Pursuant to 44 C.F.R. § 206.206(c)(1), “[a]ppellants must file appeals within 60 days after receipt of a notice of the action that is being appealed.” In this case, the Applicant filed an appeal but not the necessary documentation to support it within the 60-day period. When additional information is required after the filing of an appeal, FEMA may issue a Request for Information (RFI) pursuant to 44 C.F.R. § 206.206(c)(3) to which the Applicant has a specific date to respond. The Applicant’s February 13, 2012, letter is essentially equivalent to an RFI response from an appeal applicant. Although an RFI was not issued by the RA in his case, it is within the RA’s discretion to consider the supplemental submission. Noting such, the RA’s finding that the appeal submission was procedurally and substantively defective was correct.
Debris Removal on Private and Unmaintained Property
Assuming arguendo the first appeal was not defective, the second appeal does not adequately address the substantive issues raised in the RA’s first appeal denial. The Public Assistance Guide states that, “[t]o be eligible for Public Assistance, debris removal must be in the public interest, which is when removal is necessary to: eliminate immediate threats to lives, public health and safety; [and] eliminate immediate threats of significant damage to improved public or private property.” It further states that, “[d]ebris on private property rarely meets the public interest standard because it does not affect the public at large and may not be the legal responsibility of a State or local government.” FEMA initially denied PW 444 because the “photographs supplied [did] not substantiate the work as eligible.” The RA upheld this decision on first appeal stating that “the submitted photographs show mostly natural, unmaintained areas and some debris from private property and minimal debris from public property.” The Applicant submitted additional photographs and descriptions with the second appeal:
- In several photos, there is not sufficient evidence to determine if debris is located in a maintained area that is the Applicant’s responsibility, or if the debris is on private property. One photo does not display sufficient evidence to determine if an immediate threat exists.
- Photos show roads that were not listed in the PW scope of work and therefore, are not part of this project. Some photos do not state what road they are showing, so it is not known if they are included in the PW scope of work.
- Some photos claim to show plugged culverts. Although the Applicant provided a policy stating that it is required to inspect the culverts and follow up with maintenance if required, it has not provided maintenance records demonstrating that the culverts were clear before the disaster. Without maintenance records, there is no way to determine if the plugged inlet is a direct result of the disaster.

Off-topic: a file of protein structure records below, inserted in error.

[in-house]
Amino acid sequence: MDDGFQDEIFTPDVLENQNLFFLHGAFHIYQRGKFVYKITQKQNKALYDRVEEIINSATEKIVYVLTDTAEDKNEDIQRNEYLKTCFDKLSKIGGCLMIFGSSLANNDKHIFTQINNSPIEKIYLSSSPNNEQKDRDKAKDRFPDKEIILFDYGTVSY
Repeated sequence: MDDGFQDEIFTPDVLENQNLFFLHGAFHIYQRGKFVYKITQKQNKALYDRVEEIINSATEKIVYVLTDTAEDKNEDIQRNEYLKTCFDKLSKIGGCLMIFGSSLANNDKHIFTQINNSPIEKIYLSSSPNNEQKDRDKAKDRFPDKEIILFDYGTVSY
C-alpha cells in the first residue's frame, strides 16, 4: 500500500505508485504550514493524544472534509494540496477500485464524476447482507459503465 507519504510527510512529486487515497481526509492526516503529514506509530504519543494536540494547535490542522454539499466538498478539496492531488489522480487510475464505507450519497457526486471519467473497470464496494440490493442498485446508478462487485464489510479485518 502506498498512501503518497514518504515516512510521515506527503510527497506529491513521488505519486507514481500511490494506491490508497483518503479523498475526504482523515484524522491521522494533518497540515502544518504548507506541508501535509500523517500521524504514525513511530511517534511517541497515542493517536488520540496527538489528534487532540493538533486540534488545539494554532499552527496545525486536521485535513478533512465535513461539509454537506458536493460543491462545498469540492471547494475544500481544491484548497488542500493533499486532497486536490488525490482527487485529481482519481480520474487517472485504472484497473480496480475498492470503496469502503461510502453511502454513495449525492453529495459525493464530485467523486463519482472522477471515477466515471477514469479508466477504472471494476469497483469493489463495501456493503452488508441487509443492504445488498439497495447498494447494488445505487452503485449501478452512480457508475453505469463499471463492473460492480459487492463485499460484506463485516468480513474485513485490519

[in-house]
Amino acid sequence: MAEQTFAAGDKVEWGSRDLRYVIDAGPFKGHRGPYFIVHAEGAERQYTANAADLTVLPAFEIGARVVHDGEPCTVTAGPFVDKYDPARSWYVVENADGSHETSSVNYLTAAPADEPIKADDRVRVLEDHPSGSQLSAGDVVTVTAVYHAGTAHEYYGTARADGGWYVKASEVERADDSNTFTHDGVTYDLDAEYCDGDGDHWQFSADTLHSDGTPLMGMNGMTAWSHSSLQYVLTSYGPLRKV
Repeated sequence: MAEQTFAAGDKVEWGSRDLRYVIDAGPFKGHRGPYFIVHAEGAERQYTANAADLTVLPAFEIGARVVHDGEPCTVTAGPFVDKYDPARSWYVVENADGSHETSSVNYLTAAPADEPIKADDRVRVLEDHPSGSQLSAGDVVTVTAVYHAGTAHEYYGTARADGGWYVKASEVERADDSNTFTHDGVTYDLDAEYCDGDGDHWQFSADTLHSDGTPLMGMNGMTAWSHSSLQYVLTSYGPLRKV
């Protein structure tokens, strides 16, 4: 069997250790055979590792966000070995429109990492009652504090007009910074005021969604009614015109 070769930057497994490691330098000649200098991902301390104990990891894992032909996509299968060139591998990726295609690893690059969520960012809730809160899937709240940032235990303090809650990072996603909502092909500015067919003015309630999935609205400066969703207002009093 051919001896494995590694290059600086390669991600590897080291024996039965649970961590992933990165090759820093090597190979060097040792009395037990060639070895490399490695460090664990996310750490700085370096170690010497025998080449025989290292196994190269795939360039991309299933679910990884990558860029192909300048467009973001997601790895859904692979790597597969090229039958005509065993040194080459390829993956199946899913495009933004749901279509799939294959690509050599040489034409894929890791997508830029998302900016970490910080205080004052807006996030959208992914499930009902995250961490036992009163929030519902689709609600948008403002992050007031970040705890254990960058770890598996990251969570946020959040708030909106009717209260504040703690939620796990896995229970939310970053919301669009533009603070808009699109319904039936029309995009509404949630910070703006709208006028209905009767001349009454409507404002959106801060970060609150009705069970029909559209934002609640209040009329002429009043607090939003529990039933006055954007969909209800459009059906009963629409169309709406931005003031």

- When photos do show eligible work, the documentation provided does not show what work was completed at the location, who worked there, for how many hours, and what equipment was used. Therefore, the costs for this debris removal cannot be determined.
The PA Guide states that in the PW scope of work, “work should be specified as an action with quantifiable (length, width, depth, capacity) and descriptive (brick, wood, asphalt, timber deck bridge) terms.” Without this information, an item of work cannot be determined to be eligible.
The Applicant’s first appeal was not submitted in accordance with the substantive and procedural requirements established in 44 C.F.R. § 206.206. Even if it had been, the documentation submitted did not adequately substantiate the eligibility of the work.
 E-mail from Federal Emergency Management Agency to State Public Assistance Officer, California Emergency Management Agency (Oct. 5, 2011, 10:04am) [hereinafter Email].
 Letter from State Public Assistance Officer, California Emergency Management Agency to Chief Executive Officer, Los Angeles County (Oct. 27, 2011).
 44 C.F.R. § 206.206(c)(1) (2009).
 Public Assistance Guide, FEMA 322 at 67 (June 2007) [hereinafter PA Guide].
 PA Guide, supra note 5, at 69.
 For instance, the Applicant claims that several photos show a slope failure with debris covering a quarter of Glendora Ridge Road, but the relationship of the debris to the roadway is not evident.
 For instance, a photo claims to show damage from a plugged inlet on Covina Hills Road, but the location of the roadway is not evident.
 The following roads are not listed in the PW scope of work: Queenside Drive, Queenside Road, Kirkwall Road, Kingside Drive, and Galanto Avenue.
 For instance, two photos claim to show unnamed county roads.
 For instance, a photo shows a plugged culvert inlet on Crystal Lake Road.
 For instance, a photo shows a slope failure with debris covering almost half of Glendora Mountain Road.
 PA Guide, supra note 5, at 101.